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juvenal

New build nightmares - mortar come..

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28 minutes ago, thewig said:

Slums of the future. Been saying it for years on here and elsewhere

At least the slums of the past involved not quite so fundamentally terrible buildings, even if the amenities were dire. You could do something with them, not with these.

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4 hours ago, juvenal said:

https://www.bbc.co.uk/news/business-47816530

How come all the neighbours are leaving, and not a single Sale board to be seen?

Wow.

Tests arranged by homeowner showed 7 of 8 samples had too little cement in the sand-cement mix.

The HO have basically given up and accepted  a solution from Taylor Wimpey which is basically scraping out the bit closest to the surface / re-pointing.

The mortar holding the bricks together is basically then still too weak but just held in place by stronger mortar on the outside and [assuming a cavity wall] bits of insultion on the inside.

Better make sure you don't lean too hard on them walls.

One thing I miss in the article is where is the council in this. Assume that Taylor Wimpey did their own sign off on building regs but surely the council building regs dept could have been involved in assessing the problems.

If they are found to be deficient surely Taylor Wimpeys right to sign off their own building regs should be removed. At that point it looks like government dept job. Once again a system where those who break the rules see no / insignificant consequence and just carry on with making their profits.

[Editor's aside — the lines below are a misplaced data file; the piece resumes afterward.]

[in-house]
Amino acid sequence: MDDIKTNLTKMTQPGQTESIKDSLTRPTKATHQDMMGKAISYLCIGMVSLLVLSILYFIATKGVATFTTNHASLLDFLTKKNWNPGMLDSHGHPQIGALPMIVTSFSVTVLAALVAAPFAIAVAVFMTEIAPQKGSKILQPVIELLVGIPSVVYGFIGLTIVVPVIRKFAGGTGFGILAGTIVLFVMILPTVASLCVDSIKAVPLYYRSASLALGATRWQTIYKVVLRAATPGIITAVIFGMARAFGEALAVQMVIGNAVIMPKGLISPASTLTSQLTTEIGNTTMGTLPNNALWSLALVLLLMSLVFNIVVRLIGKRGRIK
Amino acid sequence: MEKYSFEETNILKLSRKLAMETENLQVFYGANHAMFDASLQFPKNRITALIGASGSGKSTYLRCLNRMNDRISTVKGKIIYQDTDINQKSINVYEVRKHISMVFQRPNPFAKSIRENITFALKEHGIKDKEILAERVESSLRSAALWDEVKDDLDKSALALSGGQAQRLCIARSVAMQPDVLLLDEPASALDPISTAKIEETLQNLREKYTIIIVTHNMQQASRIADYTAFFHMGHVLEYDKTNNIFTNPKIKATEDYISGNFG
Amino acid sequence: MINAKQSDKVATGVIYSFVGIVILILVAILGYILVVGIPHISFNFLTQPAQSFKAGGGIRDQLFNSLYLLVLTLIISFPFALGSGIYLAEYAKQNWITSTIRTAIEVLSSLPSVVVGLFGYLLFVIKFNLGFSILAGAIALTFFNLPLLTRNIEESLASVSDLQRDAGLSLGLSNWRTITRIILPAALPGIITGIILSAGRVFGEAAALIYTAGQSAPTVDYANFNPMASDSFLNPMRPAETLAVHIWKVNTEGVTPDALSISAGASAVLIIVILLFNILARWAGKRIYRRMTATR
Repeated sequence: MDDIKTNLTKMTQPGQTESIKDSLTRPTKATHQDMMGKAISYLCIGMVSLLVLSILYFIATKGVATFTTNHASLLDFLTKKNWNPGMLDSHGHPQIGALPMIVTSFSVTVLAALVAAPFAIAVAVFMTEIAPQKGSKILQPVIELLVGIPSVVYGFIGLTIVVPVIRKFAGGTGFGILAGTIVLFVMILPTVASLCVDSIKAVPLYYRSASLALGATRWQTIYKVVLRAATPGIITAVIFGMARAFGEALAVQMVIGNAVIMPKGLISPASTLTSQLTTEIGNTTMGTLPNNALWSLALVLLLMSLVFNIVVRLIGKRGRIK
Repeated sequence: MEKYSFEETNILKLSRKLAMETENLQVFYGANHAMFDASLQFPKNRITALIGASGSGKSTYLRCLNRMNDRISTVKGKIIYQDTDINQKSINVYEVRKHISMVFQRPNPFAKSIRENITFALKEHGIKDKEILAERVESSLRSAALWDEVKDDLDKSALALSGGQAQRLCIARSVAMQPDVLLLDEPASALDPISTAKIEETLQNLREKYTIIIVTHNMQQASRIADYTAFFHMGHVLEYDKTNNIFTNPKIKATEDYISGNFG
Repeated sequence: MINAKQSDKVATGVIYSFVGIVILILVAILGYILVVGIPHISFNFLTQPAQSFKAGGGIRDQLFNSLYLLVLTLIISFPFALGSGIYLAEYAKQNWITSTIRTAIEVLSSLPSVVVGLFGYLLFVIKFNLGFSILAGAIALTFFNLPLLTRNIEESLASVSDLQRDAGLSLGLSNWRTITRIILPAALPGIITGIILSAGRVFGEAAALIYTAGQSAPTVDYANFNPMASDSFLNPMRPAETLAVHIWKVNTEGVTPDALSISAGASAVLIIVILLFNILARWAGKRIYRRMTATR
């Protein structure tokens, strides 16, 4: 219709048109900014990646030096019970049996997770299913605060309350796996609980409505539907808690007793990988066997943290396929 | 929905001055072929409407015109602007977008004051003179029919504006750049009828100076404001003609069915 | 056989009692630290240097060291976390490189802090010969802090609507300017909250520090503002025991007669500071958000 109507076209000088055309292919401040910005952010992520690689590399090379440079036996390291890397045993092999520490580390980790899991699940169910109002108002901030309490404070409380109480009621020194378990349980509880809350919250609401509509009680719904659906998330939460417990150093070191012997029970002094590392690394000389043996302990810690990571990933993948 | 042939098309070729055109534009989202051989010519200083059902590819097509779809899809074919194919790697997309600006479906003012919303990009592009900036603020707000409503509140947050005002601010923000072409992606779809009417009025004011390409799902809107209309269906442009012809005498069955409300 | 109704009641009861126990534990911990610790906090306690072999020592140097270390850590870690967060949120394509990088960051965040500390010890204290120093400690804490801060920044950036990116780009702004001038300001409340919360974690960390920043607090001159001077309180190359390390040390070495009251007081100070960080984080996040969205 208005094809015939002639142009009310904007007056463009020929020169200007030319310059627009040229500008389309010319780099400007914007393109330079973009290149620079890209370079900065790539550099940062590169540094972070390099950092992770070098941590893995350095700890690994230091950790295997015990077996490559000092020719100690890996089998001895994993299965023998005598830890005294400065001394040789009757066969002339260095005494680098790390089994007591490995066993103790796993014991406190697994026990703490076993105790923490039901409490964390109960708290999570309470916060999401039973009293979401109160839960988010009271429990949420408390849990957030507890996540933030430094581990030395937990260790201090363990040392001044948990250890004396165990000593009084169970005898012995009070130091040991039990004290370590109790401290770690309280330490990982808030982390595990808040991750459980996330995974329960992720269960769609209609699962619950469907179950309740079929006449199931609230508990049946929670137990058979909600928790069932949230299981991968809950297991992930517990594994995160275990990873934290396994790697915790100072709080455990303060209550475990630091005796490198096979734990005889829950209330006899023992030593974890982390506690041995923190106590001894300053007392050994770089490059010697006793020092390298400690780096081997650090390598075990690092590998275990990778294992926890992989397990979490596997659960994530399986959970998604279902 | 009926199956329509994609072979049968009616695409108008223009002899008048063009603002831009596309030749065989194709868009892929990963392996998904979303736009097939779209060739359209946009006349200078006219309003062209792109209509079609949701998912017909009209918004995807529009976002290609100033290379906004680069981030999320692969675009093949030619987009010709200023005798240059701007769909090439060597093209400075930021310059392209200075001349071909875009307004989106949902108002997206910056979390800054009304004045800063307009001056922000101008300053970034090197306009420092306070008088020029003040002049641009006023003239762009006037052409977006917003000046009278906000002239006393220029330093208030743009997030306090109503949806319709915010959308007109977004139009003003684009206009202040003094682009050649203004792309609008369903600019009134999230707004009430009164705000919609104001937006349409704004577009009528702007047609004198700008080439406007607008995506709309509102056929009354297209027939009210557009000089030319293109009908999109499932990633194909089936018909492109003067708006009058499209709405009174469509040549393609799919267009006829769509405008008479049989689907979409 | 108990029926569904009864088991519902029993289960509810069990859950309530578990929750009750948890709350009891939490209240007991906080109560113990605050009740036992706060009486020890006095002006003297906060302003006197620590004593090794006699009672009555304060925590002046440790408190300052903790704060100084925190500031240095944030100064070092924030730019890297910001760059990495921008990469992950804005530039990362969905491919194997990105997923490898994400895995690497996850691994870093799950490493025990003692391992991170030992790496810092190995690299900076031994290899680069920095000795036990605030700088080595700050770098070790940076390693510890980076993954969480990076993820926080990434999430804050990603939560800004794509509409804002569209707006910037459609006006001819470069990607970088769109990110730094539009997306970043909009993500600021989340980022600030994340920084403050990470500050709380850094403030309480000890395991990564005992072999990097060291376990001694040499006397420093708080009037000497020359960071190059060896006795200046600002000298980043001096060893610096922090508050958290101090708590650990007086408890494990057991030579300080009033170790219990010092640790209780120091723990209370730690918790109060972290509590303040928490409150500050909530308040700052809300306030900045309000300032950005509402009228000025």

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The weight of the building should hold it together far more than the mortar AIUI, which is why there are old buildings standing where you can scrape the mortar out with your finger easily enough (built with weaker and more flexible lime mortar in the first place). I guess a couple of thin walls might need gluing together more strongly.

Also AIUI the outermost bit - pointing - is mostly about keeping water out. I'd be worried if the plan was to use that to stop my house falling down.

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The council said

Quote

The local council in Peebles says the mortar used was not the type in the original building warrant and was changed later without its knowledge

How is that allowed?

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Quotes from the article that just show the crooked state of the industry, and the supine councils who turn a blind eye so they can charge council tax on the new homes:

Sheila later heard that the properties had been bought back by Taylor Wimpey after problems were discovered. The owners had signed non-disclosure agreements so they could not speak out.

-----

She paid for assessments by two different structural engineers, who both said the house needed extensive repair work, though Taylor Wimpey said its own inspections found that was not the case.

-----

The results suggested that there was far more sand in the mix than you would expect for a home in that area, although Taylor Wimpey says the type of chemical test used was "not appropriate" and the results could not be relied upon.

----

By then, Pete and Jill had hired their own engineers to examine the house. They recommended that the couple should stop using the garage because it was at risk of collapse, although Taylor Wimpey denies that there was a structural problem.

The couple bought a giant shipping container, covered it with warning stickers and left it on their front lawn.